The federal government has instituted a new set of federal guidelines regarding the cyber vulnerabilities of medical devices. This includes new guidelines that allow the FDA to "not accept" devices that are at risk for cybersecurity breaches.
The new guidelines allow the agency to vet all new devices as well as recall those determined to be at risk for cyber vulnerabilities. This requires all vendors to update software, marketing materials, and to have a plan to actively "monitor, identify and address cyber vulnerabilities" on any devices currently on the market.
The gravest concern is the threat of hackers taking control of these devices remotely - putting patients' lives in jeopardy. Addressing cybersecurity in the medical field has been an area of concern for some time now, with many calling for more government "policing". Christian Vasquez, "FDA cyber mandates for medical devices goes into effect", www.cyberscoop.com (Oct. 02, 2023).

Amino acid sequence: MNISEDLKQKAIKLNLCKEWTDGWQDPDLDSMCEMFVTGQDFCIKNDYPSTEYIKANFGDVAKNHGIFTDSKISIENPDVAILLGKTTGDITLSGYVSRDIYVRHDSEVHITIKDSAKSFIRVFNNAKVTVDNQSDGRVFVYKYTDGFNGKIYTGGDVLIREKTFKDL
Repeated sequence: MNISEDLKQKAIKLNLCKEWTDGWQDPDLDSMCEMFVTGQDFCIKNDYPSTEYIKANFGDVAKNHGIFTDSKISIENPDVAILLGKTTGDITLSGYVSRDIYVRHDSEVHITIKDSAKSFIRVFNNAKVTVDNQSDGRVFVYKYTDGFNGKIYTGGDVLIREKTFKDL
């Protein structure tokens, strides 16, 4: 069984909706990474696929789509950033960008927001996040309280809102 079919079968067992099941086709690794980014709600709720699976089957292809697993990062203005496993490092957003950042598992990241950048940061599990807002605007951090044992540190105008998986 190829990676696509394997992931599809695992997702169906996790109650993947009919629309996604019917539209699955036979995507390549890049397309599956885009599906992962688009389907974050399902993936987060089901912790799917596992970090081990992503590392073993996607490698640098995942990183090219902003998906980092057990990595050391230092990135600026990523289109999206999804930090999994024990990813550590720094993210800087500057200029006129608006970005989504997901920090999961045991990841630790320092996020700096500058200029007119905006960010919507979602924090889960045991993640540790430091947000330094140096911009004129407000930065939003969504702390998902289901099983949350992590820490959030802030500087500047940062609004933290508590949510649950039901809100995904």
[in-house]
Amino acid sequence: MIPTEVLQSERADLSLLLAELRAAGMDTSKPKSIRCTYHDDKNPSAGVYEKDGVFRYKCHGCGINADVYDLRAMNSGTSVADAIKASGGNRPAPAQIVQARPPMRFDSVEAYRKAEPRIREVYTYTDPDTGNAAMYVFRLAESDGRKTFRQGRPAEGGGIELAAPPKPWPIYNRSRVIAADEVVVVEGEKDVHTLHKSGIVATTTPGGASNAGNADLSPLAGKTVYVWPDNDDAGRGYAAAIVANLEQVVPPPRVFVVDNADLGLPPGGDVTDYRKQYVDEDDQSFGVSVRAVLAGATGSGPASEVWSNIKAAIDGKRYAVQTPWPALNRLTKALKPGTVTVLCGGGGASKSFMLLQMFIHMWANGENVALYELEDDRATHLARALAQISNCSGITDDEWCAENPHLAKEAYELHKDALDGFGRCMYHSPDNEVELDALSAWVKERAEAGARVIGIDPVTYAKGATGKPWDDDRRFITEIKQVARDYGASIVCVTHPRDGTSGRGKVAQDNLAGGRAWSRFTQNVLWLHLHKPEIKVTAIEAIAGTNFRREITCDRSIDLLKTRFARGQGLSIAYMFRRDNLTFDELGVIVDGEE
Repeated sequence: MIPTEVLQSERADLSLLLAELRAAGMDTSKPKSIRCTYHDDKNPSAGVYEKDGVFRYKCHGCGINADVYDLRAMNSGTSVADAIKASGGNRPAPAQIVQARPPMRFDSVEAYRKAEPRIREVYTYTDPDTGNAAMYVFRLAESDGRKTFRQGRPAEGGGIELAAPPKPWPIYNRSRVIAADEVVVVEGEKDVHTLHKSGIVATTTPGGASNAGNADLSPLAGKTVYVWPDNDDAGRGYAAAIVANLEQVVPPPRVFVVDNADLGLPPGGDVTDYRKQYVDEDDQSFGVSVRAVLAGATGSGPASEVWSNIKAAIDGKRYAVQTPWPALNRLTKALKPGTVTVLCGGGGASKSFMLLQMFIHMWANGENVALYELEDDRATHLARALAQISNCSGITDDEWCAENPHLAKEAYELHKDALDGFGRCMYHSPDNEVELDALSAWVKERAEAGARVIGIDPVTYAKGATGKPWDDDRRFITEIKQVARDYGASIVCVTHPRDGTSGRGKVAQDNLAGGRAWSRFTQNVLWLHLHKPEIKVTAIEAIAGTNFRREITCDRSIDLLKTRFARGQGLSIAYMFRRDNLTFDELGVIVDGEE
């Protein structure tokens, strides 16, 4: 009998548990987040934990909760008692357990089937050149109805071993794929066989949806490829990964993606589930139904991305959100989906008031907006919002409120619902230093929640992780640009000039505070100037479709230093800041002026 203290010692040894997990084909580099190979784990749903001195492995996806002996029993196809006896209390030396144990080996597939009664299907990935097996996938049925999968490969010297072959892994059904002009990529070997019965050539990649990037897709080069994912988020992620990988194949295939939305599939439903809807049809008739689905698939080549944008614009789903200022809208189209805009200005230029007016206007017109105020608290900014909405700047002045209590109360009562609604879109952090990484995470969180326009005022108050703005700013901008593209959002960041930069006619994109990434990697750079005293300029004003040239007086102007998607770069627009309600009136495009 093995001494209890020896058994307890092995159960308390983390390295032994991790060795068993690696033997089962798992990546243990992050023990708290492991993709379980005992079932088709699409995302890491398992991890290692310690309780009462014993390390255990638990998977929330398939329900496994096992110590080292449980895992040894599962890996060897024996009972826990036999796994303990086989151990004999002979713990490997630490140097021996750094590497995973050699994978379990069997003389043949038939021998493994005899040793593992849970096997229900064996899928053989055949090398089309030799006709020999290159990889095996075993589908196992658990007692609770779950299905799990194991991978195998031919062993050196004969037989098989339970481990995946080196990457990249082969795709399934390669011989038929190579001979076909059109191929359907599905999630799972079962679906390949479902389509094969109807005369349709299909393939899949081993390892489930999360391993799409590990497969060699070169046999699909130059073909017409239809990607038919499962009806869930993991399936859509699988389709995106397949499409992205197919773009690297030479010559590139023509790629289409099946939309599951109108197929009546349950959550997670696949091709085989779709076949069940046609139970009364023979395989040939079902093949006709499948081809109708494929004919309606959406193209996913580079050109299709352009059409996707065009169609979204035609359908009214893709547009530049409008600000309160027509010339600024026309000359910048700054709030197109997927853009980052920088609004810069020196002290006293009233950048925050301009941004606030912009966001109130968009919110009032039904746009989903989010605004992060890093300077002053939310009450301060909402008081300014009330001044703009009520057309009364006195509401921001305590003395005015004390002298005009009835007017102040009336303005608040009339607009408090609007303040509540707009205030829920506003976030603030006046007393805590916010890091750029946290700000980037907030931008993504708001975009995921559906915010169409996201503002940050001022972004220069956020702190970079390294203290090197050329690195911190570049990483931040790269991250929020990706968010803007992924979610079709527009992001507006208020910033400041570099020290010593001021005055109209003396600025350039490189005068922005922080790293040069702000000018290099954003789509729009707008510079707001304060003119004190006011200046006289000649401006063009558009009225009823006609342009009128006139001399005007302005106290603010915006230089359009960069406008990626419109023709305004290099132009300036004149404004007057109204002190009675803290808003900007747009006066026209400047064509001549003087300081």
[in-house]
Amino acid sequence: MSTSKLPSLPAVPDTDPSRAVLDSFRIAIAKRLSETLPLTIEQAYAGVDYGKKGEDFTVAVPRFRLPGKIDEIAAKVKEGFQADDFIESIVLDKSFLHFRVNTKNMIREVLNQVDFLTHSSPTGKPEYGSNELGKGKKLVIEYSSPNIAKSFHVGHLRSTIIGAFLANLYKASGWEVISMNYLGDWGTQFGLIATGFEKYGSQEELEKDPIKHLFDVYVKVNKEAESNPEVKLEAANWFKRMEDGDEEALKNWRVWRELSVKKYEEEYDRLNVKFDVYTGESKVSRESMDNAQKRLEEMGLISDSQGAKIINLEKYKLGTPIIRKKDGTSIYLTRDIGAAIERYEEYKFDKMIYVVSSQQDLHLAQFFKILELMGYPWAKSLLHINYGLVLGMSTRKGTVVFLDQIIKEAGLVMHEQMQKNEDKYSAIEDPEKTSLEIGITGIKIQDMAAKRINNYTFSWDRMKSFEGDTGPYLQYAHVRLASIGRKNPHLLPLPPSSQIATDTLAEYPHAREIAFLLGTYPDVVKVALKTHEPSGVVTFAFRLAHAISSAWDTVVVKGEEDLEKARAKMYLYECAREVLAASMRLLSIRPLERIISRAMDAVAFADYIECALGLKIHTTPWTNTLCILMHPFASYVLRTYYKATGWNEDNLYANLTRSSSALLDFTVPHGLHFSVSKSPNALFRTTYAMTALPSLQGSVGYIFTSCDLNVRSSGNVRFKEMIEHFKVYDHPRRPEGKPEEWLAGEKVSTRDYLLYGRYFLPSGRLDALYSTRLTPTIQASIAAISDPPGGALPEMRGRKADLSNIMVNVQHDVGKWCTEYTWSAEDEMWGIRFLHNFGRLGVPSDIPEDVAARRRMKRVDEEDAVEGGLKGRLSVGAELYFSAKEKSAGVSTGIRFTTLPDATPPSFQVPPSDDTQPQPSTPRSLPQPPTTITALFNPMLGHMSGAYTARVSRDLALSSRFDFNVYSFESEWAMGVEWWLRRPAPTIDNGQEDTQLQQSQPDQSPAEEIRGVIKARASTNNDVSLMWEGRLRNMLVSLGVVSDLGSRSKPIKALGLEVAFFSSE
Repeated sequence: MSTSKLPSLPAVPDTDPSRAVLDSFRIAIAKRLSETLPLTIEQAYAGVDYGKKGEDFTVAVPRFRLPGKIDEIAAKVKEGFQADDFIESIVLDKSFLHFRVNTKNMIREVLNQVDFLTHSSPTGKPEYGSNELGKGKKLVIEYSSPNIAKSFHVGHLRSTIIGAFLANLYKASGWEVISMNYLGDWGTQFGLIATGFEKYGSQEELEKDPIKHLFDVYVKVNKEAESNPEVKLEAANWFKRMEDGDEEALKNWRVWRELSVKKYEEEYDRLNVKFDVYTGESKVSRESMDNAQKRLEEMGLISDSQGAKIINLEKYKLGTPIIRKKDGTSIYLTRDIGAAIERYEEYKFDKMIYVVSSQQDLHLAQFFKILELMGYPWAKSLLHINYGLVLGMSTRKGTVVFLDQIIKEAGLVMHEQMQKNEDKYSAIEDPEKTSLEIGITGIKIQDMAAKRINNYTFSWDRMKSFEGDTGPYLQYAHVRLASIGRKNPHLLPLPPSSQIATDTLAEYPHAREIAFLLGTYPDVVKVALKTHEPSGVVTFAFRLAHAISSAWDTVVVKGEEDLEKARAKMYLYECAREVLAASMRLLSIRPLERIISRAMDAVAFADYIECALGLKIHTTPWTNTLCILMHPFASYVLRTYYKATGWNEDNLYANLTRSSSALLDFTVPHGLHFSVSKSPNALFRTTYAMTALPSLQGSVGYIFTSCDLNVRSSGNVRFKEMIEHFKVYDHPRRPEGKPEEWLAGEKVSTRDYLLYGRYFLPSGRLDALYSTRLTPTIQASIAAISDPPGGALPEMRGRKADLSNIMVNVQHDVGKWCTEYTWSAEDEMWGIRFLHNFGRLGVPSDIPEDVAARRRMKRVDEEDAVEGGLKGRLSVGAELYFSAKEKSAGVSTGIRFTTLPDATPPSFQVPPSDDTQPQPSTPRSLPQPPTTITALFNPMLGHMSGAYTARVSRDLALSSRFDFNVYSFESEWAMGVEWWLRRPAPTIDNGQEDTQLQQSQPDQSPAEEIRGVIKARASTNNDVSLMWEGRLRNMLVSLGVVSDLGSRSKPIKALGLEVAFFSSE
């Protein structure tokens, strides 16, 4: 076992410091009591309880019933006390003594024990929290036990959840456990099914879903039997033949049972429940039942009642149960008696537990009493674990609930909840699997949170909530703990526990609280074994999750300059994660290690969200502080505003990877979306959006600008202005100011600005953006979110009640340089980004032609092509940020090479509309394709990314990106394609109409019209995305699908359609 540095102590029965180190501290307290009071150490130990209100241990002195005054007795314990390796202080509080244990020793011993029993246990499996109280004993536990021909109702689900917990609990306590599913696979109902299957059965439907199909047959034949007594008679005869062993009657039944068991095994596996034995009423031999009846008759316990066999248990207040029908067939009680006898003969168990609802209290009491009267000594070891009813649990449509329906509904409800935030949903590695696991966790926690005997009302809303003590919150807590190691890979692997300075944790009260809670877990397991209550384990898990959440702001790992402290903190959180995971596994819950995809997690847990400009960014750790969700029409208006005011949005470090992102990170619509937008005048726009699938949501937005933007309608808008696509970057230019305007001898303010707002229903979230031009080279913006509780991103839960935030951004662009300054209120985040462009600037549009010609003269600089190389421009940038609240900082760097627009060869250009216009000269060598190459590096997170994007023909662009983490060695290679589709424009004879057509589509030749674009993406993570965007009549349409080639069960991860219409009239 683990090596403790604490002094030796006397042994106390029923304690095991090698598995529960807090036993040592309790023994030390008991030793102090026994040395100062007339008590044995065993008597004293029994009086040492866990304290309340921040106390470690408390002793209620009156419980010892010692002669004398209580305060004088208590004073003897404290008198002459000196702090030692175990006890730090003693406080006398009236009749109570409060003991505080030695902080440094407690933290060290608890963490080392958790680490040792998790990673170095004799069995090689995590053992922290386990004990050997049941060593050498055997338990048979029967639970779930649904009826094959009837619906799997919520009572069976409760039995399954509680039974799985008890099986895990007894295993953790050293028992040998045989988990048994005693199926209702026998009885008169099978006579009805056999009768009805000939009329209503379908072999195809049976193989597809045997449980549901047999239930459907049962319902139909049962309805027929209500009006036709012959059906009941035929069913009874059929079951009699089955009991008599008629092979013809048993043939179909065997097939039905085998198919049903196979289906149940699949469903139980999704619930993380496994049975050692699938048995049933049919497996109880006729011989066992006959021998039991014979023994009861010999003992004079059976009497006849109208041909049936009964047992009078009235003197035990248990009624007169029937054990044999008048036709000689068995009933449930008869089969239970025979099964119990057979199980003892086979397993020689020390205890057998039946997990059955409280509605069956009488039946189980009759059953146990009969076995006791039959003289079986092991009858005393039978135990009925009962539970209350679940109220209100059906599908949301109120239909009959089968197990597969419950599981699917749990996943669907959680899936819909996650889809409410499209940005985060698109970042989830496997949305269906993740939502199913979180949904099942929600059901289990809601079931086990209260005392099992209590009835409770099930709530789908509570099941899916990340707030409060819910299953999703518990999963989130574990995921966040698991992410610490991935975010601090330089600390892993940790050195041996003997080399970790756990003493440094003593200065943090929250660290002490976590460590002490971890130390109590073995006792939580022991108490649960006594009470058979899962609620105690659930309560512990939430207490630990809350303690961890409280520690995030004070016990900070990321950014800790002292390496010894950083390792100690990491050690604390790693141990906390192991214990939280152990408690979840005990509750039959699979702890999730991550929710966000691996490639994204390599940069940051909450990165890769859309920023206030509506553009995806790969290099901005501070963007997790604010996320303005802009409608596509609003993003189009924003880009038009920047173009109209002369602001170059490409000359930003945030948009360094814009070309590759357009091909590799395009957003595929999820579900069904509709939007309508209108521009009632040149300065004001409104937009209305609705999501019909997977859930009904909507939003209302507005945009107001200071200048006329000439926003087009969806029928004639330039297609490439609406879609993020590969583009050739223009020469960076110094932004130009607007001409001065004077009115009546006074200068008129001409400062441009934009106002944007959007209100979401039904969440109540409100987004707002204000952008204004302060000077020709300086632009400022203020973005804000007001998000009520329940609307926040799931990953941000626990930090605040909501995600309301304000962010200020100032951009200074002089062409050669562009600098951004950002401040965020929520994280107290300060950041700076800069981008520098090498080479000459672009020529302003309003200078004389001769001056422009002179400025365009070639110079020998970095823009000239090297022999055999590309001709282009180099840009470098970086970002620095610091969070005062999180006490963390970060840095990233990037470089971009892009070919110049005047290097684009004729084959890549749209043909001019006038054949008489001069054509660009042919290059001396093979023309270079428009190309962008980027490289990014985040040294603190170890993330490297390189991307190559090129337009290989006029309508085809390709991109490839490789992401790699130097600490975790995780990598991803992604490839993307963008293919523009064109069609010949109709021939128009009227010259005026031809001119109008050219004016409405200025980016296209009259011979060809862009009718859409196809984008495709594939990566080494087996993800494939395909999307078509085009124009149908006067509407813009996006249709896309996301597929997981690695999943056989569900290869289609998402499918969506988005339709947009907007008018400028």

The September 27, 2023, guidelines are in response to the growing number of attacks in the healthcare and life science industries. The guidance is broad and includes all devices with a software function, which contain software or programmable logic, and are network-enabled are included – from thermometers to advanced diagnostic devices.
The guidelines call for more device labeling – it should include an accurate description of the device's cyber risks, understandable by the "average user". Potential fines, injunctions, civil and criminal penalties can result from a failure to include proper cyber warnings on the label.
On November 02, 2023, the FDA is holding a webinar at 1:00 p.m. ET for industries and stakeholders who want to learn more about the guidance.